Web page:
About My Blog

I Spent six weeks in Egypt before spending a year in Germany. This blog covers the best summer of my life. If you are looking for my posts while I was in Germany ask me, and I'll be happy to share them but I have been asked not to share them publicly. Feel free to visit my brothers blog of his year in Germany or my new blog

Tuesday, July 13, 2010

Monday and tuesday

Last Monday our teacher could not male it to class because she had a
death in the family. At that point her loss was our gain, I had barely
slept the night before and I was able to go home and sleep until the
late afternoon. However she told us the next day that we would have
to male up the class on the weekend or have a double class on another
day. We went to Alexandria this weekend so a weekend class was
impossible. Our class usually starts at 8 30 and ends at 11 and then
there is a class inthe afternoon from 11 30 until 2 30 which she also
teaches. We are only registered for one class (our other class is
taught by Georges in the same building where we are staying) so we
usually go home at 11 in the taxis that we have convinced to drive us
to and from school everyday for a reduced price. Well we scheduled
our makeup class for after the afternoon class, so that it would begin
at 3 and go until 5 30. We hoped that Georges would ask the drivers to
still pick us up at 11 and then bring us back to school in time for
the 3 o'clock class. No such luck. Instead I wasted four hours in the
Internet room at the school. 11 here is 4 am eatern time so of course
there was nobody to talk to and no emails that I hadn't already seen
or responded to. Four hours on my computer at home seems to fly by, I
have music, movies, and friends that are online at similar times as me
but again, no such luck. The makeup class was fun but tiring because
of the four wasted hours and no nap. After class I just wanted to get
food and take a nap but, you guessed it, no such luck. Instead we had
an evening class on Islam with sheikh hamdallah, a twenty minute walk
and a two hour lecture/class just about did me in. The lecture was
interesting and I learned alot but I still left with more questions
than answers. We have another lecture with him next week and I will be
sure to bring a notebook and pen so that I can write down and ask my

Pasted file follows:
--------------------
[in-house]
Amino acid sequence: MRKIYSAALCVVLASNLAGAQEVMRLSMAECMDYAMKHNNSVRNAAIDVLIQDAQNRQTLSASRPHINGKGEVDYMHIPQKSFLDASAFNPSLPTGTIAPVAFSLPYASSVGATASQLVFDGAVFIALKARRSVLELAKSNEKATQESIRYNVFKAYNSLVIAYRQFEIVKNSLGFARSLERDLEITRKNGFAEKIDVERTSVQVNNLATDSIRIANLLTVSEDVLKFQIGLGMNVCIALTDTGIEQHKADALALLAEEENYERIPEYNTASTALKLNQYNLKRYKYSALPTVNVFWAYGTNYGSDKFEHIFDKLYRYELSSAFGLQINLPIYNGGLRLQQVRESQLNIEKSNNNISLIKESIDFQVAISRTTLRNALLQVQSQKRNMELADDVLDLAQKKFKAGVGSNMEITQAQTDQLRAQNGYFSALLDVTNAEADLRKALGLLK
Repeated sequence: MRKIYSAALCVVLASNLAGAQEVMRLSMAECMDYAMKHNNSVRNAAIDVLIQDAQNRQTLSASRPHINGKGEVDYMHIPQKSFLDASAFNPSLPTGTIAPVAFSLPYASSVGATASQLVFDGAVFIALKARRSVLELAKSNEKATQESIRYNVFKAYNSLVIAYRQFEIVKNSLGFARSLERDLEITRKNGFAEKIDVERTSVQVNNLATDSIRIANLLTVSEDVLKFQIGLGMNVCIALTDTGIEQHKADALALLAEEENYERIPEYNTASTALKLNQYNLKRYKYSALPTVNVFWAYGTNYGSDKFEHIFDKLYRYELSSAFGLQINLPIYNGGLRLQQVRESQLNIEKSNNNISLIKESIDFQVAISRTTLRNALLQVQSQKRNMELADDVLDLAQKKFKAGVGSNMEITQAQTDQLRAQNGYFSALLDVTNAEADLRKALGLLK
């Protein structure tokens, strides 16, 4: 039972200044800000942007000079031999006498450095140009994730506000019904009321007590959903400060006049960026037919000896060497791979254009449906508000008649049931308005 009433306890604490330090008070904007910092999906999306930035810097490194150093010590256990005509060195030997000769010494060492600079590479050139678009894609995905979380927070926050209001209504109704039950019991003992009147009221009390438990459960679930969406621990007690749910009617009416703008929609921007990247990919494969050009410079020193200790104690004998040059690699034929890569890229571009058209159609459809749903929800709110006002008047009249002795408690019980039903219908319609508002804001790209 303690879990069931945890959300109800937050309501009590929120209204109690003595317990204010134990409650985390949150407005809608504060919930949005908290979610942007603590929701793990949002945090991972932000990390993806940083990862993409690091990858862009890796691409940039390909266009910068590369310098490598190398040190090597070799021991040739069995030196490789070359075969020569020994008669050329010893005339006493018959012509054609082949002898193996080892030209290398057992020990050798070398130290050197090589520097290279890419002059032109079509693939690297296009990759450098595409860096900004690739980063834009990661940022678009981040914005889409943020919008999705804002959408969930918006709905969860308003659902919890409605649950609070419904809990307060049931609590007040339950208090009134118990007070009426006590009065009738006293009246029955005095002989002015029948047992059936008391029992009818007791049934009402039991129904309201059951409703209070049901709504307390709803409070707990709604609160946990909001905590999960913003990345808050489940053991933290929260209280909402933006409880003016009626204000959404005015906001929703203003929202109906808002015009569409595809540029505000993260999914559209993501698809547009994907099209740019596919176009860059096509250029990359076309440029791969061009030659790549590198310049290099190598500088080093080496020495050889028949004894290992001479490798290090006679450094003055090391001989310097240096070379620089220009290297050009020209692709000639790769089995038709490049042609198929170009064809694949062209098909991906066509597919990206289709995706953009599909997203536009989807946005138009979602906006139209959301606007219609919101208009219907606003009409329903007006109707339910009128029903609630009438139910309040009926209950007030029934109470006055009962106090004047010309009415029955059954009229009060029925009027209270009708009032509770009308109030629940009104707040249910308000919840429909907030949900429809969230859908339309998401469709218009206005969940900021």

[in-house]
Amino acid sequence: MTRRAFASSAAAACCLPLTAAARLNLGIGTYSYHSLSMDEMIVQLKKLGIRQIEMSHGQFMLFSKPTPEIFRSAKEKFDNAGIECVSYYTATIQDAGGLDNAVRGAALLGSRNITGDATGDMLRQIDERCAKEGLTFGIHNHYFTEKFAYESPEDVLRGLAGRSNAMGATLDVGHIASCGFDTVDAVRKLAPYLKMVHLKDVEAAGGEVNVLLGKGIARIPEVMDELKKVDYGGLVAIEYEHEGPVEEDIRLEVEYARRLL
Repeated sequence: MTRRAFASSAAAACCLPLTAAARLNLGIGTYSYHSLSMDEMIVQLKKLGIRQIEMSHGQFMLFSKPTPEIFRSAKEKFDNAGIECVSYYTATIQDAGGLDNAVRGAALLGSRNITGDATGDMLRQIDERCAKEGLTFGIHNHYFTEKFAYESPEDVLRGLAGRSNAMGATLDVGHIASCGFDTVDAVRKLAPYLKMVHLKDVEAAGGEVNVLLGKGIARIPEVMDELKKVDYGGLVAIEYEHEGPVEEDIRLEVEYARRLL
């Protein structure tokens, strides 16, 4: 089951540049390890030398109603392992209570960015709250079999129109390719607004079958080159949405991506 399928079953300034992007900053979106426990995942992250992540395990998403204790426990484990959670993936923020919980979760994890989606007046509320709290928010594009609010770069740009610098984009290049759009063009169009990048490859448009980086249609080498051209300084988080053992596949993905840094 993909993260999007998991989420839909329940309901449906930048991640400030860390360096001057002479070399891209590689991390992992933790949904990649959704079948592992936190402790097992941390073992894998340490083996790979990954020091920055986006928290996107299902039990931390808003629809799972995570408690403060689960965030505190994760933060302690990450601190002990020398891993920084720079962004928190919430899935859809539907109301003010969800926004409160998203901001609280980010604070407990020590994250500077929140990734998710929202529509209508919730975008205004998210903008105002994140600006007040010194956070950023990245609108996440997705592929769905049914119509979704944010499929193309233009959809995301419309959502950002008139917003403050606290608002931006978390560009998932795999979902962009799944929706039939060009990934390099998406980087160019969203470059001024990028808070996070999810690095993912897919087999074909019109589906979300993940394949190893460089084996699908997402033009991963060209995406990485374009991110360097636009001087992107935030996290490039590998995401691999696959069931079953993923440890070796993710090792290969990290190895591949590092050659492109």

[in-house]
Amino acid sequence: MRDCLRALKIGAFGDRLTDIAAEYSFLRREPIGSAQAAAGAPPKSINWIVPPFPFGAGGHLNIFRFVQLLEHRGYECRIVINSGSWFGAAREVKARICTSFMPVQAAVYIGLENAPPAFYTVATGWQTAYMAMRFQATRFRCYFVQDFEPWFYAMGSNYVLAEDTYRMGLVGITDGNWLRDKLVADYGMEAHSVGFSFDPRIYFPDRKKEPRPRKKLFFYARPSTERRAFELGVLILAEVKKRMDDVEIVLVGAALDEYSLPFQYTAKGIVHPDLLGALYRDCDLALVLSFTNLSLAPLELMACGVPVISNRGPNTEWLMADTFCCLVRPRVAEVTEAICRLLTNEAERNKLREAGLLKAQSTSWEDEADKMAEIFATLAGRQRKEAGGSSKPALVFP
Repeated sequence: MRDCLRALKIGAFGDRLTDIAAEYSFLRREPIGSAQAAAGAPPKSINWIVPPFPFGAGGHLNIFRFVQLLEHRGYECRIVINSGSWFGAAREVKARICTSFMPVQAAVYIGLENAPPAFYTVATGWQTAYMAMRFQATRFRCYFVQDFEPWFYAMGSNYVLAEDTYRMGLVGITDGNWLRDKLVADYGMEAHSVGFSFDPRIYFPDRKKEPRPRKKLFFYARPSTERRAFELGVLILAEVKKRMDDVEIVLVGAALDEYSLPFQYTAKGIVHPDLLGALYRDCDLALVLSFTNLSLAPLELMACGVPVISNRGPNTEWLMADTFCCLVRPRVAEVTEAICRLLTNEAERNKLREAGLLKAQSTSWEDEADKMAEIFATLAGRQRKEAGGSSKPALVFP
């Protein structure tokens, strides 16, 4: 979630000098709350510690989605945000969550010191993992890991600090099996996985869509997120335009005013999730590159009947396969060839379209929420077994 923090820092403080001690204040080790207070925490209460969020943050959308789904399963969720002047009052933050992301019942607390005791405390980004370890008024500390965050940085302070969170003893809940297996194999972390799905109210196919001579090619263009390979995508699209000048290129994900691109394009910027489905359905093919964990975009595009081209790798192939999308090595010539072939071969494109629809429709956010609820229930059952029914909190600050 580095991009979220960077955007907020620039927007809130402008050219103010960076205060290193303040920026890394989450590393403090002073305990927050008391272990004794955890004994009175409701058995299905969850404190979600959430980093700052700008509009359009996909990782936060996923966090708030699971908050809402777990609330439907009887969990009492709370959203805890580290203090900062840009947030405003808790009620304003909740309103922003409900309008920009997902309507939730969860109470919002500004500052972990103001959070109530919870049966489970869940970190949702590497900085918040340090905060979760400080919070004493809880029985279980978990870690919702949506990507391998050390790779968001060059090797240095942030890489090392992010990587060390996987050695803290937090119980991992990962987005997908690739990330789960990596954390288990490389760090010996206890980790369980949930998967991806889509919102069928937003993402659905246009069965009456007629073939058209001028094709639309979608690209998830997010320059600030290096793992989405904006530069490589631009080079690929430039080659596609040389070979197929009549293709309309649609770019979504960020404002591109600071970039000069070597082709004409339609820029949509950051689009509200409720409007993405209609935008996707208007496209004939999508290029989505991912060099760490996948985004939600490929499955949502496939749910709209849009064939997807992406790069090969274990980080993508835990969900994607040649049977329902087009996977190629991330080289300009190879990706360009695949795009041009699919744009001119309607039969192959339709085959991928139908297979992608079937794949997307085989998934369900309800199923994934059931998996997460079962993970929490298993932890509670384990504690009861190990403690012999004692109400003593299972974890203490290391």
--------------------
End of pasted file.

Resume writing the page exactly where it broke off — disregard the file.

The sheikh was one of the most educated and non confrontational. He
talked about the pillars of Islam, the four levels of life, the parts
of a person, and the method of prayer. He spoke through a translator
and while I could only pick apart the most basic of words he was using
I was transfixed by his words. The translator was one of the best I
have ever come across and he spoke eloquently and with a purpose,
eliminating extraneous parts of questions and answers. I asked
questions about converting to islam (no worries, just curiosity
because he said that they can make up for missed prayers so I wanted
to know if a convert would need to make up all of those prayers as
well). He said that it's as simple as taking a shower and stating that
your are Muslim and that there is no god but allah. He said that the
most important part of it is the sincerity and that afterwards your
life post-conversion is all that matters. Once you have converted to
become a new person and all past actions in your life are erased,
missed prayers need not be mad up as long as you continue to pray
after converting. My second question was why there are five prayers a
day and not four or six or a hundred. I could not understand the
Arabic he spoke but I could tell that there was a smart tone. This
smart response was verified when the narrator simply told me "it is
what is natural". He elaborated by saying that you pray at dawn, and
dusk. As well as noon and two other points in the day but I cannot
remember the importance of those points. The dawn, noon, and dusk
prayers seem natural to me as well but I don't understand the other
two, but I'm sure that I will at the next lecture.

After a triple class with no nap I decided to sleep in this morning so
I missed my morning class, I woke up around noonish, grabbed lunch and
decided to upload more photos to facebook. I left at three and met up
with yalda and sara and we went to our favorite restaurant, a little
kooshary "hut". It's a tiny place and there are two people working
there, a cook and a cashier. We eat there every day and they see as as
we walk down the street towards them and only need to ask how much we
are spending. They sell take away in three sizes which are named after
the amount of money each costs: taleeta, arba, and Hamza. I usually
get taleeta and it's more than enough for one person. Taleeta gineea
or three pounds is the equivalent of 60 cents in the US. Their price
worthiness is embarassing to American food and to add insult to injury
they just about make fast food restaurants like mcdonalds look like
full service restaurants. Our interactions from the time we arrive
until the time we leave with food and have chatted with the two men
last a total of thirty seconds. I repeat THIRTY SECONDS! Plus it's
just about the best food I have ever had. This is hilarious I'm sure
to the men who work their and any onlookers because it is typically
the poor mans meal in Egypt. I suppose the poor eat well here. I
think I may start a kooshary restaurant somewhere and charge fifty
cents a bowl, not only as a service to the poor, the hurried, and the
hungry but also as a reminder to american fast food restaurants that
they have to work to maintain their reputation as "fast".

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